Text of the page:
Modern Manhood and the Boy Scouts of America: Citizenship, Race, and the Environment, 1910–1930 by Benjamin René Jordan (review)
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Modern Manhood and the Boy Scouts of America: Citizenship, Race, and the Environment, 1910–1930. By Benjamin René Jordan. (Chapel Hill: University of North Carolina Press, 2016. Pp. xvi, 289. Paper, $29.95, ISBN 978-1-4696-2765-6.)

Modern Manhood and the Boy Scouts of America: Citizenship, Race, and the Environment, 1910–1930 argues that the Boy Scouts of America (BSA), in its first two decades of existence, focused on preparing white urban boys for "modern manhood," a role that required submission to hierarchy, corporate [End Page 455] loyalty, "modest self-control and a diligent work ethic," and scientific management—all skills that boys would need as future managers of a corporate-industrial society (p. 2). Benjamin René Jordan delivers well on his central thesis, complicating previous arguments that Scouting was centrally about primitive virility and martial aggression.

Jordan's thesis fits well with other landmarks in early-twentieth-century history, as the book contains a blend of discourses about Taylorism, compulsory education, the decline of the yeoman farmer mythos, and the rise of industrial citizenship. He utilizes BSA manuals, pamphlets, and drawings, as well as newspaper and popular magazine articles. The book makes fairly narrow and repetitive use of contemporary scholarship, however. David I. Macleod's Building Character in the American Boy: The Boy Scouts, YMCA, and Their Forerunners, 1870–1920 (Madison, Wis., 1983) is referred to more than two dozen times in the first two chapters.

The book's grounding and scope could have been broadened in several ways. Sustained engagement with the National Parks movement—a contemporaneous movement whose goals were largely aligned with those of the BSA—would help. Like the BSA, National Parks were centrally about cultivating good American citizens and assuaging the anxieties of an industrializing nation. In Jordan's brief discussions of the BSA's difficulty managing "less evolved" younger boys, eugenics, and other evolution-laden rhetorics, he misses an opportunity to delve into definitions of manhood, citizenship, and race (p. 41). The author need not have incorporated these ideas into his thesis, but describing them in context would help buoy his argument and draw a finer point as to exactly what the BSA meant as a lived experience and identity for millions of American boys in the early twentieth century.

At times, the book's main terms falter in precision. Since Jordan makes the case that the BSA was most focused on teaching boys how to act within society—rather than teaching them particular skills of environmental aesthetics, conservation, or living in the wild—perhaps "urban outdoorsmanship" rather than "environment" would make for a more accurate phrase in the subtitle. To his credit, though, Jordan makes a strong and surprising case that nature experience was a secondary goal in early Scouting.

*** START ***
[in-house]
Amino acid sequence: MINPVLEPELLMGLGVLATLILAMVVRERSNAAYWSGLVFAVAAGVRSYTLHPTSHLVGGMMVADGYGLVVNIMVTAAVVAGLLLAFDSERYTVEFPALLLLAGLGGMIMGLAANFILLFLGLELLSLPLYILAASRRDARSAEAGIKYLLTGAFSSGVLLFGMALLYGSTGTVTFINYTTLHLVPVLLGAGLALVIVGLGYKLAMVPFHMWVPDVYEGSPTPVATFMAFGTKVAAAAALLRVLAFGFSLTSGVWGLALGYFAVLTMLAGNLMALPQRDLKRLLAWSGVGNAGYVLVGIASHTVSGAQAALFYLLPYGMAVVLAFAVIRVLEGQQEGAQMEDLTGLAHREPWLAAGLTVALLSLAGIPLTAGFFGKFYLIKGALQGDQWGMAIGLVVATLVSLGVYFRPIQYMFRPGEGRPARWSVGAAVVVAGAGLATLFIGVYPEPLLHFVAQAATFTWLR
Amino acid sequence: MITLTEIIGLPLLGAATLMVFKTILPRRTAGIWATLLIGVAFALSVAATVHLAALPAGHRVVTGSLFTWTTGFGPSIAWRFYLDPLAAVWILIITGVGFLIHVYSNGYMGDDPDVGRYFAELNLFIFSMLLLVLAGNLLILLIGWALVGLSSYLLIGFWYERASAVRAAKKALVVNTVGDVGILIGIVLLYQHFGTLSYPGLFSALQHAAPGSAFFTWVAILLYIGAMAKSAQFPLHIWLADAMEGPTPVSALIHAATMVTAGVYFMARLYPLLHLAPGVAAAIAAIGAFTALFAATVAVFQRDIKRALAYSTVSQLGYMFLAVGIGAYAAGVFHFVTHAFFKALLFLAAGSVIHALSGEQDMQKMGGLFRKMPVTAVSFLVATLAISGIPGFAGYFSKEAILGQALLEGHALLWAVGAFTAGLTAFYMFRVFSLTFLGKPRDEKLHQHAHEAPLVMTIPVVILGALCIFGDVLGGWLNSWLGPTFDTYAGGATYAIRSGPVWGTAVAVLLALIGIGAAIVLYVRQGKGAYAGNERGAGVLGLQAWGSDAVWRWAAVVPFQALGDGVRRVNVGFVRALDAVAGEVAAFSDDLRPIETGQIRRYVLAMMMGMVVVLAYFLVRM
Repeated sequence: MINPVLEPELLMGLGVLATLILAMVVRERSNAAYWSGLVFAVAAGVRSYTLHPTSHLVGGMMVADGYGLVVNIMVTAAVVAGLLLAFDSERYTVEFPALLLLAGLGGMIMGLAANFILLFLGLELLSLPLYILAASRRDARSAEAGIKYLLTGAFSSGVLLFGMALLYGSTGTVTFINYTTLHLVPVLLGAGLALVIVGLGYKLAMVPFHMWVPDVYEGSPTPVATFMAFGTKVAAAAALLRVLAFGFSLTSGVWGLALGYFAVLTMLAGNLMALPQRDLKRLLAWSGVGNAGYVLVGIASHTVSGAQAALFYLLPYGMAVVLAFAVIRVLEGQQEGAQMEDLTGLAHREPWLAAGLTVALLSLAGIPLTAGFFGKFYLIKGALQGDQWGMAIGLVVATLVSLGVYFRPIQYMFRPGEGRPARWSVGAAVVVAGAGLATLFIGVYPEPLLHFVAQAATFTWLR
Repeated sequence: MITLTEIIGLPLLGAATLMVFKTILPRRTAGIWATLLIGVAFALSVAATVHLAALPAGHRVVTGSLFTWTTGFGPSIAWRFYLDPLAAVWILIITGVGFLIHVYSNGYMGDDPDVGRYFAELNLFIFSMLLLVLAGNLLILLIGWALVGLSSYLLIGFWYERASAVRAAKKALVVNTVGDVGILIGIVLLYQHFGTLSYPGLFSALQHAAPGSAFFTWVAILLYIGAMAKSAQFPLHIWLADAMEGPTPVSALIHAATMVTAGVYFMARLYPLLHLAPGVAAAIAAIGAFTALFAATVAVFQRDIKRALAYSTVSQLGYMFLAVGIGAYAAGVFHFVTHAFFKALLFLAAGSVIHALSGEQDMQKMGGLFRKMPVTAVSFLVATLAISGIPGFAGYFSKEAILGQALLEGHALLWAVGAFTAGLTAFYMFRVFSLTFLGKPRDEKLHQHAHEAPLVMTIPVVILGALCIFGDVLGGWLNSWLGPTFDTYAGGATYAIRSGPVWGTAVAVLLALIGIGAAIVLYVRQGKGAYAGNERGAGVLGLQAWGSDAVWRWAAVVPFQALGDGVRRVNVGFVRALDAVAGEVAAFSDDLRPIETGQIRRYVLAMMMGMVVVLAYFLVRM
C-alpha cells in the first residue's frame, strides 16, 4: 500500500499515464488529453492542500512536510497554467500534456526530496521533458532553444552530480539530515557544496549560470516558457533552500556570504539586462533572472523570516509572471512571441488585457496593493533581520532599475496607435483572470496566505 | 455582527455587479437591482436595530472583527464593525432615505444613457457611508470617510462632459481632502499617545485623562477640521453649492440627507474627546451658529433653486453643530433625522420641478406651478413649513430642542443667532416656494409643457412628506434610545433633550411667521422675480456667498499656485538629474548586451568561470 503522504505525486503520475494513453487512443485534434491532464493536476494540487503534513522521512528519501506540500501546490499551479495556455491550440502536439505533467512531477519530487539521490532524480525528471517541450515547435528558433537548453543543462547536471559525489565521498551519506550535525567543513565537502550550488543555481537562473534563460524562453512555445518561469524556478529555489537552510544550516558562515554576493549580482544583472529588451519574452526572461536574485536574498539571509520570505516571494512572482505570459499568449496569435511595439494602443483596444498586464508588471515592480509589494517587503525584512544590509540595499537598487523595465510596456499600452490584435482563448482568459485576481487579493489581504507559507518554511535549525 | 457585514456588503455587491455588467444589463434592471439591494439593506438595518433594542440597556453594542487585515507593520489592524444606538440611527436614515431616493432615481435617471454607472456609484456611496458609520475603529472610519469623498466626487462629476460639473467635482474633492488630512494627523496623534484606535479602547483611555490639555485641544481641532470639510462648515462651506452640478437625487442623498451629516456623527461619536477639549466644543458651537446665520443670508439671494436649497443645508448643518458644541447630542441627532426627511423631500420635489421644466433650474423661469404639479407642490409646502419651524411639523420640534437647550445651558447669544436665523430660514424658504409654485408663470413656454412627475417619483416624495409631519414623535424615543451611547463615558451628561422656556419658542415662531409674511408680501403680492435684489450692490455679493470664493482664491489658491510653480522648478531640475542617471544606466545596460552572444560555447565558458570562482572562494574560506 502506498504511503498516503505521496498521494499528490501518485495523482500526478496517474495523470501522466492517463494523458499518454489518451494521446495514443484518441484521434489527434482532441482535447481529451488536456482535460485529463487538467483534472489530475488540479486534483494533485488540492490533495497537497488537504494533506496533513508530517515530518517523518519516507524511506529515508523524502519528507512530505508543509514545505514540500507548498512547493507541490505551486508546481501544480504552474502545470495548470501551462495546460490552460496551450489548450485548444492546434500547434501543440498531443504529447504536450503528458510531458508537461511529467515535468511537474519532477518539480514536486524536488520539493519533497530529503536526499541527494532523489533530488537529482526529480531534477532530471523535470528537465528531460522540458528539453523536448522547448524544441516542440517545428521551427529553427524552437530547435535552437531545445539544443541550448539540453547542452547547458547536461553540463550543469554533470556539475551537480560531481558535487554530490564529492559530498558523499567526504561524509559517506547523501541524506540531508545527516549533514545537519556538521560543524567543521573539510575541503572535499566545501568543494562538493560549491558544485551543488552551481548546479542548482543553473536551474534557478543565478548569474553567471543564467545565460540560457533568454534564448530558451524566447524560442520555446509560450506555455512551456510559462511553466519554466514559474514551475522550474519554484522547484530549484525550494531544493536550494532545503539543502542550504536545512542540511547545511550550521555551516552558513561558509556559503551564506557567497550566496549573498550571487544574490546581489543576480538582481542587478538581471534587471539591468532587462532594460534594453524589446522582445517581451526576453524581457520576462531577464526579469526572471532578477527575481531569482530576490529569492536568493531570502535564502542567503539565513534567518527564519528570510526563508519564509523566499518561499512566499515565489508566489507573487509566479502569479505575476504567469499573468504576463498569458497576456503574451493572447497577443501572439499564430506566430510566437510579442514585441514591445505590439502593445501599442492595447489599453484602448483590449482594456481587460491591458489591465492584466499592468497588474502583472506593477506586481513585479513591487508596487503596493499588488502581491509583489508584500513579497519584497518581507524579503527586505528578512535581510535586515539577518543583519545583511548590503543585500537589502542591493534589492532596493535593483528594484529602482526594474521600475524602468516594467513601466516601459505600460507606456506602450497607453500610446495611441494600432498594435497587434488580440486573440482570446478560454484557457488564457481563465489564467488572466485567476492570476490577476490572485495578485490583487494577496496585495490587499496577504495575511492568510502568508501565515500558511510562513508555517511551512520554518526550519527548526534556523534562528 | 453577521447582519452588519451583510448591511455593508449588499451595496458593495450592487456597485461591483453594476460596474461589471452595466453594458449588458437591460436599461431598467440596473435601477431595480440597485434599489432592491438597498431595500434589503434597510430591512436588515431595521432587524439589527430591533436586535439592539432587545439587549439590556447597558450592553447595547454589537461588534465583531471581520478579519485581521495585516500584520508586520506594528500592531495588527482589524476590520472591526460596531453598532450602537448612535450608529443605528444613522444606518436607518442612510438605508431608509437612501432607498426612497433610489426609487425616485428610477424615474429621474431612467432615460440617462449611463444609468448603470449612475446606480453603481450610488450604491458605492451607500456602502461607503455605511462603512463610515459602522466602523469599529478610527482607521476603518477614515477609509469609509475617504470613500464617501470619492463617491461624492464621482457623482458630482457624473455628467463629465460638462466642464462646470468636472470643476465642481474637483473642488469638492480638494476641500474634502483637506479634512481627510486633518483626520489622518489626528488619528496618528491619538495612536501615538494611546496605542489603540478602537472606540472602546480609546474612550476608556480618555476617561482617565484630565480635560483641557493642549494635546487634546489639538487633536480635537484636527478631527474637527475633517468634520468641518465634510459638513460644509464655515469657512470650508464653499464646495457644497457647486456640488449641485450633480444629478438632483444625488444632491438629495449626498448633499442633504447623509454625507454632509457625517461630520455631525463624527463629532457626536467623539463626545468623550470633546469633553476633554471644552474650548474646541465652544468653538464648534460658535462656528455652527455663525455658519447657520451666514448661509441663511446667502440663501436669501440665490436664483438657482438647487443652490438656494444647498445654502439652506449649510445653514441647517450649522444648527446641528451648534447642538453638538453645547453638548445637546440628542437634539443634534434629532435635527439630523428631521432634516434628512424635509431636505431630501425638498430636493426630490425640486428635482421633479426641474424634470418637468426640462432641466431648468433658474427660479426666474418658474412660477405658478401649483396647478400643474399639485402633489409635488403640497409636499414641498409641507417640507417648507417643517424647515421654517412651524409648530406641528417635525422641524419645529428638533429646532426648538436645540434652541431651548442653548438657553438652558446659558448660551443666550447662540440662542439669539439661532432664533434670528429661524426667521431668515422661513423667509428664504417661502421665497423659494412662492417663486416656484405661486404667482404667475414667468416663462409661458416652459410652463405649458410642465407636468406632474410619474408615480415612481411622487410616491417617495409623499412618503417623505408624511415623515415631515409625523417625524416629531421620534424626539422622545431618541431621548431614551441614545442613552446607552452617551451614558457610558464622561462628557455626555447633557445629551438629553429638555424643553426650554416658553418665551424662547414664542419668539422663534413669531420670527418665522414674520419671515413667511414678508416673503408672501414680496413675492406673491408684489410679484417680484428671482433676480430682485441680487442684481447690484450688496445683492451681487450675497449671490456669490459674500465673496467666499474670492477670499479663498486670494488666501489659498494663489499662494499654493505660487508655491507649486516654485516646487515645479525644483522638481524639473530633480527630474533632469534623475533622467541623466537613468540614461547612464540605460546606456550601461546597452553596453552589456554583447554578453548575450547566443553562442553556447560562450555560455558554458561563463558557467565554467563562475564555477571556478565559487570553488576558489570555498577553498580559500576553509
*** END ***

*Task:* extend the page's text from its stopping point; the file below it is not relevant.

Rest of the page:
By the 1920s the BSA actively recruited boys of various ethnicities and religions. But more often than not, these troops were formed separately from already established groups. Of course, the BSA's most sustained question concerned the inclusion of African American boys. Throughout the 1910s and 1920s, BSA texts "usually characterized African American males as backward. … [and] parodied African American manhood" (p. 198). African Americans in BSA publications were presented as lacking the traits that defined modern manhood. Within the ranks, black Boy Scouts were often segregated and also lacked access to campgrounds, swimming pools, and other basic Scouting needs. Although the BSA seemed proud of teaching "'race chivalry'" toward African Americans, Jordan does not call it out for what it was—the worst sort of hierarchical paternalism, endemic to most aspects of early-twentieth-century American life (p. 71). Likewise, in 1929 the BSA established Scout troops at several Native American boarding schools, in an attempt to "modernize Native [End Page 456] American boys in line with the boarding schools' curriculum and goals" (p. 216).

The final two pages of the book, then, give this reader pause. Jordan seems to absolve the BSA of all racist and paternalistic tendencies when he writes that "the organization has often evolved and adapted to include diverse peoples. … [and] its administrators did actively design policies to accommodate and welcome groups then on the margins of society" (p. 221). Yet...


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